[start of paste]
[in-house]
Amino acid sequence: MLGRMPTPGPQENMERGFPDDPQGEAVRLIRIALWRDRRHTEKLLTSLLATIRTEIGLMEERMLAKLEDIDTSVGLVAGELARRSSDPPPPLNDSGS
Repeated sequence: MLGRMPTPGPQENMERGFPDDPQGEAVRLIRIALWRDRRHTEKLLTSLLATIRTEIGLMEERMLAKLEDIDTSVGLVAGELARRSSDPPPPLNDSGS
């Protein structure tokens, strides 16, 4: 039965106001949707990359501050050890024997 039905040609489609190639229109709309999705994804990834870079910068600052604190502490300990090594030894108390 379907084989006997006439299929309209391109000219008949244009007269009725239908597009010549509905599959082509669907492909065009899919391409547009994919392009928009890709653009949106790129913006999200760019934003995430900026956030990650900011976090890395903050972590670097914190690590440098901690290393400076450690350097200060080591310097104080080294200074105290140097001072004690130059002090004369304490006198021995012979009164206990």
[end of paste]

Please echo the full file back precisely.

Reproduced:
[in-house]
Amino acid sequence: MLGRMPTPGPQENMERGFPDDPQGEAVRLIRIALWRDRRHTEKLLTSLLATIRTEIGLMEERMLAKLEDIDTSVGLVAGELARRSSDPPPPLNDSGS
Repeated sequence: MLGRMPTPGPQENMERGFPDDPQGEAVRLIRIALWRDRRHTEKLLTSLLATIRTEIGLMEERMLAKLEDIDTSVGLVAGELARRSSDPPPPLNDSGS
């Protein structure tokens, strides 16, 4: 039965106001949707990359501050050890024997 039905040609489609190639229109709309999705994804990834870079910068600052604190502490300990090594030894108390 379907084989006997006439299929309209391109000219008949244009007269009725239908597009010549509905599959082509669907492909065009899919391409547009994919392009928009890709653009949106790129913006999200760019934003995430900026956030990650900011976090890395903050972590670097914190690590440098901690290393400076450690350097200060080591310097104080080294200074105290140097001072004690130059002090004369304490006198021995012979009164206990």